Sioux Falls point guard Briante Weber and an SLC Stars superfan engaged in some smack talk. It was all in good fun, but not something you typically see in an NBA game. It made you feel like you were actually part of the game, that you actually had a say in the outcome, creating a wonderful environment for all involved – truly a unique experience.

In a game that was eventually decided by five points, the Stars came out on top in a 110-105 victory where defense seemed to be the difference.

“[The Skyforce] shoot the third most threes in the league and they shoot the third highest percentage in the league,” Stars head coach Martin Schiller told Basketball Insiders. “And they have the most effective transition offense. So if you put one and one together they shoot transition threes. So our big thing was that we wanted to have our fingers up at all times, we wanted to limit attempts and pull percentages down.”

Near the end of the game with the score tied at 105 apiece and about 30 seconds remaining, Schiller drew up a play for Trey Lewis to shoot an above-the-break three. Basketball Insiders asked SLC’s coach his thought process behind it.

“That’s what [Trey Lewis] does,” Schiller said. “His rookie season he was a fantastic shooter and a clutch performer.”

Schiller recounted that he was familiar with Lewis from his rookie season playing overseas in Germany. Hitting the big shot was nothing new for the 26-year-old guard. In an exciting night capped by a go-ahead shot in the closing seconds, multiple Stars had big games to help put this one in the “W” column.

Basketball Insiders had the chance to catch up with both Tyler Cavanaugh – current two-way player for the Stars and former regular for the Atlanta Hawks – as well as Jairus Lyles – a former standout at UMBC, the first 16-seed in the NCAA tournament to knock off a one-seed.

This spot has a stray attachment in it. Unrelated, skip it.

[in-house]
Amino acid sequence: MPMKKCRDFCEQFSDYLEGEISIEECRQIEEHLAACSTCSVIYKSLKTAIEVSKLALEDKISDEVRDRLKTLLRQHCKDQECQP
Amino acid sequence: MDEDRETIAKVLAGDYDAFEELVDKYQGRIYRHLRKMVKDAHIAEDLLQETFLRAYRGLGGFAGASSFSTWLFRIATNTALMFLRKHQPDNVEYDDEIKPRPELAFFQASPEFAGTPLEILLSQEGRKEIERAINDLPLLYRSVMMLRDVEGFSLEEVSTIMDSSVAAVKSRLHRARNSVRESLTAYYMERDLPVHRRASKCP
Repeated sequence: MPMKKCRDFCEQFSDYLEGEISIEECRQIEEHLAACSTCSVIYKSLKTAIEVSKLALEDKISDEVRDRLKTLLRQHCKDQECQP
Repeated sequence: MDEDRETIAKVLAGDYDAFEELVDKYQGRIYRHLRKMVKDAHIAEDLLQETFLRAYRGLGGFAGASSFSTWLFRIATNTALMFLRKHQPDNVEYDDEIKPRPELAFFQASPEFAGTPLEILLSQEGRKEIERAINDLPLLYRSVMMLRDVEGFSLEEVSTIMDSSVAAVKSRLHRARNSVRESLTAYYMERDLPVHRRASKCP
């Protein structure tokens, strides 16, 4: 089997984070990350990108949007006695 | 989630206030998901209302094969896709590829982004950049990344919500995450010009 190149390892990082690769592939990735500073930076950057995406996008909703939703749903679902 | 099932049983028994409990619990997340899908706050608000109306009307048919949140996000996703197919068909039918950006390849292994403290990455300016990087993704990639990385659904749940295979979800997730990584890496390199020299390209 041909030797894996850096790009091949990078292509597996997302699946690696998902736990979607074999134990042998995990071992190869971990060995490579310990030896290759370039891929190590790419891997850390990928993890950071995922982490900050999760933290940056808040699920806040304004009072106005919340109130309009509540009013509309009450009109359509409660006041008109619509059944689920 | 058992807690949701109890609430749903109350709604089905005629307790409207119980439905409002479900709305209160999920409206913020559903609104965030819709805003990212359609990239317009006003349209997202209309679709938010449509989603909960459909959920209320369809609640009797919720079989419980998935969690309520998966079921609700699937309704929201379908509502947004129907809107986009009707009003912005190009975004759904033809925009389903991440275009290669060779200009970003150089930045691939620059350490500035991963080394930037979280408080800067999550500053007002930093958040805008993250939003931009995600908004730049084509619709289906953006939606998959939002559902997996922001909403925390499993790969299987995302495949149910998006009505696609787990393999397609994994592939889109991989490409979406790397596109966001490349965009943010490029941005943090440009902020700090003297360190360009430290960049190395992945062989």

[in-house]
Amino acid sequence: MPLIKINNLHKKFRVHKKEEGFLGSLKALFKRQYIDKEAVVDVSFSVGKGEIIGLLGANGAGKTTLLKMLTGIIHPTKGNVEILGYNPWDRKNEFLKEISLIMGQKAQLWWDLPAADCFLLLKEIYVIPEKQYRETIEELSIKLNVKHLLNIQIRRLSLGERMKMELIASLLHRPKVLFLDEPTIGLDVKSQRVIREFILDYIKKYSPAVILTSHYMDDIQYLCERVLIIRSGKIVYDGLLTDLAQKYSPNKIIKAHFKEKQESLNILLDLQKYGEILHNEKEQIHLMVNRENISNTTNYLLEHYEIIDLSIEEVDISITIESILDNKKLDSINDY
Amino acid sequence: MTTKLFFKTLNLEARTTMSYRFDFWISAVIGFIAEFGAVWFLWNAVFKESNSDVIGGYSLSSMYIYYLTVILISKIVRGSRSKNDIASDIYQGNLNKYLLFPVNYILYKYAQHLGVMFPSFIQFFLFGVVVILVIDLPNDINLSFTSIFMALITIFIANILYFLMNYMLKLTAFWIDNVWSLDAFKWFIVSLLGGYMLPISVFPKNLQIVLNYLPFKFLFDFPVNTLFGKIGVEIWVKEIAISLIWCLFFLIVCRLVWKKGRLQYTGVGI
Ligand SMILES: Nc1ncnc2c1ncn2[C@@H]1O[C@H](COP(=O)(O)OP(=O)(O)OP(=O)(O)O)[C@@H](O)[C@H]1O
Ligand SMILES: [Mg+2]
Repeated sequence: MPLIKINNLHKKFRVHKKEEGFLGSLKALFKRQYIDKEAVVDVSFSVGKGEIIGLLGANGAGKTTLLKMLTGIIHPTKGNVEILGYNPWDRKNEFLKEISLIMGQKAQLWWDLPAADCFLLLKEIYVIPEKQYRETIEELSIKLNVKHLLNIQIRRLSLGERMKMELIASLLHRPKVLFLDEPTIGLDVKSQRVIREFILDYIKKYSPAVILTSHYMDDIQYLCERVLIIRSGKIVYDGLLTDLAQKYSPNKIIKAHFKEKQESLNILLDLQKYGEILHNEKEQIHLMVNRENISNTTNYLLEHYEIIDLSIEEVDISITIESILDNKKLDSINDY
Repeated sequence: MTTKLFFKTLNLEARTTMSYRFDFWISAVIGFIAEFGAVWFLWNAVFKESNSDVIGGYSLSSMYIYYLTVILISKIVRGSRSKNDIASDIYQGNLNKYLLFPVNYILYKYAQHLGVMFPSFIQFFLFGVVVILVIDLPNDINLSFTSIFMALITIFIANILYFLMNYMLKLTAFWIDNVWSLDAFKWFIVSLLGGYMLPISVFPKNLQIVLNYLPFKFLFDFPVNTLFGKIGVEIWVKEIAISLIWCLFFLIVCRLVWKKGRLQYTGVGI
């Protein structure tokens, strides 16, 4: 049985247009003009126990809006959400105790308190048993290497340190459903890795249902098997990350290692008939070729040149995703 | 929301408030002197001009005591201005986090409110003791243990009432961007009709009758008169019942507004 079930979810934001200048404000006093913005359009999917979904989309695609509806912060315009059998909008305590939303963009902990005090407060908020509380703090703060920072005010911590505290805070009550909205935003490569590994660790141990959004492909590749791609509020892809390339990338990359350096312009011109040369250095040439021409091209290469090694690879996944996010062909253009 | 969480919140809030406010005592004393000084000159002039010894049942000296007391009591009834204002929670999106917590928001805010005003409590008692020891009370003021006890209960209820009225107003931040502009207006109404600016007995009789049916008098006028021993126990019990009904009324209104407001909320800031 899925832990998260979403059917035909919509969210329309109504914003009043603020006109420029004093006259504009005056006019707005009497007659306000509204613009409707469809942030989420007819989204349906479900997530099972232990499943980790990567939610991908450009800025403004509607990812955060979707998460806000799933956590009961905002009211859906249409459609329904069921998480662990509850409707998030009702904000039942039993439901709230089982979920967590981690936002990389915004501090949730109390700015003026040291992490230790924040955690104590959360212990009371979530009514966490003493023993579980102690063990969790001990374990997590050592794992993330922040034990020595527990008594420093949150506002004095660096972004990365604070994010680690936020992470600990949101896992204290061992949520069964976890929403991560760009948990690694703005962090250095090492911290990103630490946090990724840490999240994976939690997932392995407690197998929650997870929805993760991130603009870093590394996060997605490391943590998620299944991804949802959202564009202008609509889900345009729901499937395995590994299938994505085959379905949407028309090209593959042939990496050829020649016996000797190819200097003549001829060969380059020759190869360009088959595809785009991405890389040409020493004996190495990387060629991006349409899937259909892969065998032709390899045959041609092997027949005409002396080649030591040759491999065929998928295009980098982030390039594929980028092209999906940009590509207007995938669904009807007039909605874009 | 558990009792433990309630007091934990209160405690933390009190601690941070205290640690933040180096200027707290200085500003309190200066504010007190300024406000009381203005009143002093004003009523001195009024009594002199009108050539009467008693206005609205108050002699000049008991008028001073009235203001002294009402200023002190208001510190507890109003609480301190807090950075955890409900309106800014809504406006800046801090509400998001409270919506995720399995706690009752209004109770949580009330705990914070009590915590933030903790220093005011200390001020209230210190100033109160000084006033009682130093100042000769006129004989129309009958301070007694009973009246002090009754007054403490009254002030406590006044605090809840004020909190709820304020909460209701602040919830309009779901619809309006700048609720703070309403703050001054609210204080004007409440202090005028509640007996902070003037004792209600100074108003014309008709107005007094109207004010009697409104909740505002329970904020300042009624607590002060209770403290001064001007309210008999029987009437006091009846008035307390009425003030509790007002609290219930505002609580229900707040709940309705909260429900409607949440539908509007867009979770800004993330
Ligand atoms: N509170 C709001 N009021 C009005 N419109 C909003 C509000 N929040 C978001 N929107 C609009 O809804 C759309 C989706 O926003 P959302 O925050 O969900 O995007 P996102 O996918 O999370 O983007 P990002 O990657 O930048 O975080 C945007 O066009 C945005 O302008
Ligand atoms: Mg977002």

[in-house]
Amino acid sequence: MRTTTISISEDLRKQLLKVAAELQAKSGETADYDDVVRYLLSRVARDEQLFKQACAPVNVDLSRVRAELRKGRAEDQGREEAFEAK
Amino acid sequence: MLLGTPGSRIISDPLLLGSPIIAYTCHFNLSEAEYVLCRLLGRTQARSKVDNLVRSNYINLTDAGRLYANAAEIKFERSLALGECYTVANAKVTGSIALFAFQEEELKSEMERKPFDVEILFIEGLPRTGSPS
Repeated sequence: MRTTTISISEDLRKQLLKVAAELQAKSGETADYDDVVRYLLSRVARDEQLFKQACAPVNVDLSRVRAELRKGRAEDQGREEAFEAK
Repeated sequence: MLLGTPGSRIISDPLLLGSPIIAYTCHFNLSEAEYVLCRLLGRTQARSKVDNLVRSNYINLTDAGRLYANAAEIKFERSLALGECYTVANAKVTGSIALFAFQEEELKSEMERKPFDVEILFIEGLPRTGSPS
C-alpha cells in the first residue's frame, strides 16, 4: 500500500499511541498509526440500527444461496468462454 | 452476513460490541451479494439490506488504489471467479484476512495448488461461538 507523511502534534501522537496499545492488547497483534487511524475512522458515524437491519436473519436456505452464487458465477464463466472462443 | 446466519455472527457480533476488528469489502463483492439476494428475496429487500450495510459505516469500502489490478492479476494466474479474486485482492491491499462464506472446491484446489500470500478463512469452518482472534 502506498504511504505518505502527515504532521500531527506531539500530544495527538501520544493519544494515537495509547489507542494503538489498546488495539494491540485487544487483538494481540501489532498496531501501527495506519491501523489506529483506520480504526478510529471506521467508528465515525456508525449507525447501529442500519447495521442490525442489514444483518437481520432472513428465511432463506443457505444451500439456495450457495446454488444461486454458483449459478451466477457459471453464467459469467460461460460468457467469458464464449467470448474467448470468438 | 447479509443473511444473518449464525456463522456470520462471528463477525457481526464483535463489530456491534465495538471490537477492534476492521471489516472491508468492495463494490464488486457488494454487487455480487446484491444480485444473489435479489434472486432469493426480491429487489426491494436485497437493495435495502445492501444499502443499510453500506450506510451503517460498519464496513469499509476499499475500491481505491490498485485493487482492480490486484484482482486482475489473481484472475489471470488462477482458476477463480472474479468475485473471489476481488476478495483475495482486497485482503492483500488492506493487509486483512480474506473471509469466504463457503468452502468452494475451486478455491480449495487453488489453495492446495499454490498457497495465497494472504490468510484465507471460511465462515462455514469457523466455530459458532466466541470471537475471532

Cavanaugh finished the game with 23 points, nine rebounds and two assists. He ended the game playing the five and was a huge factor in the final result.

Playing over half the season for the Atlanta Hawks last season, primarily as a three-point shooting stretch four, Cavanaugh finds himself in quite a different role this season. While he is currently on a two-way contract with the Jazz, he is playing consistent minutes for the Stars where he is featured as one of the primary players on a nightly basis.

“The G-League is a grind, I have a lot of respect for all of us that play in this league,” Cavanaugh told Basketball Insiders, “It’s a great opportunity to continue to get better and play extended minutes every single night and work on my game. And I just feel like I’m continuing to improve and that’s what’s most important.”

And improve Cavanaugh has. He’s averaging 15.3 points a night while knocking down 41.4 percent of his attempts from three. Playing just 11 games in last year’s G-League for the Erie BayHawks, Cavanaugh is already at 22 games played this season in Salt Lake City and there are still a bunch of contests left.

While his shooting percentages are slightly down compared to his G-League numbers last year, he’s averaging more points, more assists and, most importantly, more free-throw attempts per night. Noticeably finishing well through contact well in the Stars’ win, Basketball Insiders asked him what he’s been working on.

“[I’m] doing a lot of finishing drills around the rim, staying in the normal routine,” Cavanaugh said.